Classic — but unique — gender showdown

Classic — but unique — gender showdown

What would Golda Meir have said about the male vs. female presidential showdown shaping up in her former home country? The redoubtable Israeli premier, who served from 1969 to 1974, was not one to mince her words, and we can only imagine how tart they would have been observing the battle between Hillary Clinton and Donald Trump.

While billionaire businessman Trump presents a choice unlike any that has ever faced the Israelis, Clinton’s presence in the race does bring up parallels Golda might have found intriguing.

Just what would Golda have made of the fact that it has taken this long for a major American party to choose a woman candidate? The prejudice that still prevails — from women as well as men — has to be acknowledged and taken into account as election day comes closer. Would she understand it, or be disgusted, that a woman with almost as much experience as she brought to the prime minister’s office still gets criticized for the pitch of her voice and the color of her pantsuits?

In Golda’s case, gender seemed to be a non-issue. No one seriously doubted her intelligence or her strength, and the media of the day didn’t question her fashion choices or her hairstyle. No one ever accused her of playing “the woman card,” and she never did take up the cudgels as a feminist. Had she done so, her impact might have been more far-reaching, but it might also have limited her popularity at the time.

But, like Clinton, she was a grandmother, and strong as she was, the public loved to see her traditional side. Cabinet members and foreign dignitaries got used to meeting in Golda’s kitchen, enjoying her baking along with her no-nonsense opinions. One of her most famous quotes, though it appears to be apocryphal, states that there would be peace only when the Arabs learned to love their children more than they hated the Jews. Even if she never said it, it reflected how she had come to be seen — as a fearsome maternal figure.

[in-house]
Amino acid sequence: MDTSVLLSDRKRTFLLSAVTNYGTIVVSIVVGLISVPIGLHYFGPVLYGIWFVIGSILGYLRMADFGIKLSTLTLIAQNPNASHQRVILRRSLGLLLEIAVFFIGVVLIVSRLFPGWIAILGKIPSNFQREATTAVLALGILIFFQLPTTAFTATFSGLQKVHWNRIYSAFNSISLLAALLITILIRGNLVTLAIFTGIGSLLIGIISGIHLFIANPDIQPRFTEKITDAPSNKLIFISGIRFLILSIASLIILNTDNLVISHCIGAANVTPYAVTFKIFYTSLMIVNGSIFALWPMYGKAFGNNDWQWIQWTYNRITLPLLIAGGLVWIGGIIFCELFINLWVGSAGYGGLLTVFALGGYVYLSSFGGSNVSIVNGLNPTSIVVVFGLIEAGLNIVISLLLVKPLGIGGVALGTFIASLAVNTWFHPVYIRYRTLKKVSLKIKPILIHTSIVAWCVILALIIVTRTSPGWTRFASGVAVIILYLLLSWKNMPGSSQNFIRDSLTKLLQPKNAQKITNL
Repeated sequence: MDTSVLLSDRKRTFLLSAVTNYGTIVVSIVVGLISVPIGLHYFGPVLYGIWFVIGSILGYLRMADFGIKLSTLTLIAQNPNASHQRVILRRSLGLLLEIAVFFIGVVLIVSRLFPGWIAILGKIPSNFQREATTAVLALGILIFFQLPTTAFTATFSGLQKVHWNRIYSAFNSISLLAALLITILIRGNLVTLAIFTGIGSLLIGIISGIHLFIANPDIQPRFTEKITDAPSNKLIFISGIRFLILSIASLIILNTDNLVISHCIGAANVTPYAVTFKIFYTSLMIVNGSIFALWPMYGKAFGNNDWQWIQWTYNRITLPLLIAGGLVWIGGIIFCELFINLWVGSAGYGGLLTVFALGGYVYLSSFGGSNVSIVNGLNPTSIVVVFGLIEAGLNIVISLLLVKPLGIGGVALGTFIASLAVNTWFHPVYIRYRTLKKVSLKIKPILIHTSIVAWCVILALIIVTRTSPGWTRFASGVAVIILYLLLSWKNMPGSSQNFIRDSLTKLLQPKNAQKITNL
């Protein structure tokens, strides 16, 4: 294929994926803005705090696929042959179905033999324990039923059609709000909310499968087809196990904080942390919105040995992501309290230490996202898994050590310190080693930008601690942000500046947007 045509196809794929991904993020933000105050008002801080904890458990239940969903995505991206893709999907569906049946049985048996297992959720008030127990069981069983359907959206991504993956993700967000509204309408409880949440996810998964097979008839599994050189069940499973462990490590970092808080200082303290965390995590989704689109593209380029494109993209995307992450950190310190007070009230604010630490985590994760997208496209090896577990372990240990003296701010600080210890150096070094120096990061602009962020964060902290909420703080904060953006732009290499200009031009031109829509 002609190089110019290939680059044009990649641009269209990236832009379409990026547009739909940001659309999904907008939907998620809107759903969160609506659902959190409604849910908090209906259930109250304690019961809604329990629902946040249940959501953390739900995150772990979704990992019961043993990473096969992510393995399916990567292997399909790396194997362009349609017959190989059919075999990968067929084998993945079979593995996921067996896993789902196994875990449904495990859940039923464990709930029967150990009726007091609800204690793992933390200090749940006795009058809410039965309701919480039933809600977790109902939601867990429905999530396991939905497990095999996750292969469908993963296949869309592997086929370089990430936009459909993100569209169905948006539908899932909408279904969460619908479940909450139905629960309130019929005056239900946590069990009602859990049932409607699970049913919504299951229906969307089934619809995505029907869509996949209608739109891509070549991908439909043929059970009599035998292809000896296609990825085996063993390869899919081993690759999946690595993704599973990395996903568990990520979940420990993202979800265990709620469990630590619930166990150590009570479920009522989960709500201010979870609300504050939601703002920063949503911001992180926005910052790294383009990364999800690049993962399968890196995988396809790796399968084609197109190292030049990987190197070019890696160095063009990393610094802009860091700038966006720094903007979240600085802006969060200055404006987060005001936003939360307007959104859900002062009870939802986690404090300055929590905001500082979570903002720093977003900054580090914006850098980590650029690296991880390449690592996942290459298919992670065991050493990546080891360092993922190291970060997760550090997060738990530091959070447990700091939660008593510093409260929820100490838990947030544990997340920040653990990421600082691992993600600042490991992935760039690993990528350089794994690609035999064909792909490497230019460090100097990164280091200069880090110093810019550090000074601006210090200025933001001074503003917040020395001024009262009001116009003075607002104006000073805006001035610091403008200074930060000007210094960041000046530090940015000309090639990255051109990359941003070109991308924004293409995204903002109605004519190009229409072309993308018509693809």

She had a tough time in office. It was she who ordered the Mossad to hunt down and assassinate those who massacred the Israeli athletes at the 1972 Olympic Games in Munich, and, of course, she had to deal with the 1973 Yom Kippur War. Her will to lead was eventually eroded by the internal conflict that came after that, but even then, few thought that decline in power had anything to do with her gender. She retired the next year, and died four years later at 80 of lymphatic cancer.

For all her lack of interest in gender politics, it might also have puzzled Golda to see that four decades later no other woman has followed her in the top slot. Tzipi Livni, as vice prime minister and minister of justice, came closest. Despite Israel’s early reputation as an egalitarian society, with its gun-toting women soldiers and tough kibbutznikot, it has adhered far more than expected to male/female roles.

But then other countries that had female leaders years ago — like India, Pakistan, and Sri Lanka — have also failed to follow up with others. Britain only now has its second woman prime minister, Theresa May, almost 26 years after Maggie Thatcher left office. 

So, we can guess, Golda would have told us to stop with the “woman” talk. Whether it reassures you or depresses you, the full impact of Clinton’s “smashing the glass ceiling” will take more than a presidential campaign — or four or eight years in office — to establish.

But it’s still hard to imagine that the little girl born in Kiev and raised in Wisconsin, who rose to become Israel’s fourth prime minister, wouldn’t cheer the breakthrough.

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